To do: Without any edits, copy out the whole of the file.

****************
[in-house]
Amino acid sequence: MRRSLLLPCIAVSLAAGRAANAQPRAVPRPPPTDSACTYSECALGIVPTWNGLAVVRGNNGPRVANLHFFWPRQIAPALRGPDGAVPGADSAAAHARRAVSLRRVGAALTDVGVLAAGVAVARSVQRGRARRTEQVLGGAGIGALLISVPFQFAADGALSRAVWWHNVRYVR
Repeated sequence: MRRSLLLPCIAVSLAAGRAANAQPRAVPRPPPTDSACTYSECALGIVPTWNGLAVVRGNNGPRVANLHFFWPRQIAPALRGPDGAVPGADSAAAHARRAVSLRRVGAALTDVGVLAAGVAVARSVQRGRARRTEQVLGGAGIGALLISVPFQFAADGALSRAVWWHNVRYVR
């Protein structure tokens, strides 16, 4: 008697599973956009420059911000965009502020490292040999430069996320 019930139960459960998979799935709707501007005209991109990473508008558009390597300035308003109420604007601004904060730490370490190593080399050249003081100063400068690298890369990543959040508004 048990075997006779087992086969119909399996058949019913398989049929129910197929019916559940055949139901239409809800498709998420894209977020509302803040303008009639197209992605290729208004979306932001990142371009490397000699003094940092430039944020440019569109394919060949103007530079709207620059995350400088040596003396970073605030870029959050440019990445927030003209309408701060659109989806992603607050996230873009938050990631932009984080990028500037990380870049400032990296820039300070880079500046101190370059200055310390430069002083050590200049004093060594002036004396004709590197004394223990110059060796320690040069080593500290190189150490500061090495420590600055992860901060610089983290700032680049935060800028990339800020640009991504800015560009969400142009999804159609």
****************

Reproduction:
[in-house]
Amino acid sequence: MRRSLLLPCIAVSLAAGRAANAQPRAVPRPPPTDSACTYSECALGIVPTWNGLAVVRGNNGPRVANLHFFWPRQIAPALRGPDGAVPGADSAAAHARRAVSLRRVGAALTDVGVLAAGVAVARSVQRGRARRTEQVLGGAGIGALLISVPFQFAADGALSRAVWWHNVRYVR
Repeated sequence: MRRSLLLPCIAVSLAAGRAANAQPRAVPRPPPTDSACTYSECALGIVPTWNGLAVVRGNNGPRVANLHFFWPRQIAPALRGPDGAVPGADSAAAHARRAVSLRRVGAALTDVGVLAAGVAVARSVQRGRARRTEQVLGGAGIGALLISVPFQFAADGALSRAVWWHNVRYVR
């Protein structure tokens, strides 16, 4: 008697599973956009420059911000965009502020490292040999430069996320 019930139960459960998979799935709707501007005209991109990473508008558009390597300035308003109420604007601004904060730490370490190593080399050249003081100063400068690298890369990543959040508004 048990075997006779087992086969119909399996058949019913398989049929129910197929019916559940055949139901239409809800498709998420894209977020509302803040303008009639197209992605290729208004979306932001990142371009490397000699003094940092430039944020440019569109394919060949103007530079709207620059995350400088040596003396970073605030870029959050440019990445927030003209309408701060659109989806992603607050996230873009938050990631932009984080990028500037990380870049400032990296820039300070880079500046101190370059200055310390430069002083050590200049004093060594002036004396004709590197004394223990110059060796320690040069080593500290190189150490500061090495420590600055992860901060610089983290700032680049935060800028990339800020640009991504800015560009969400142009999804159609």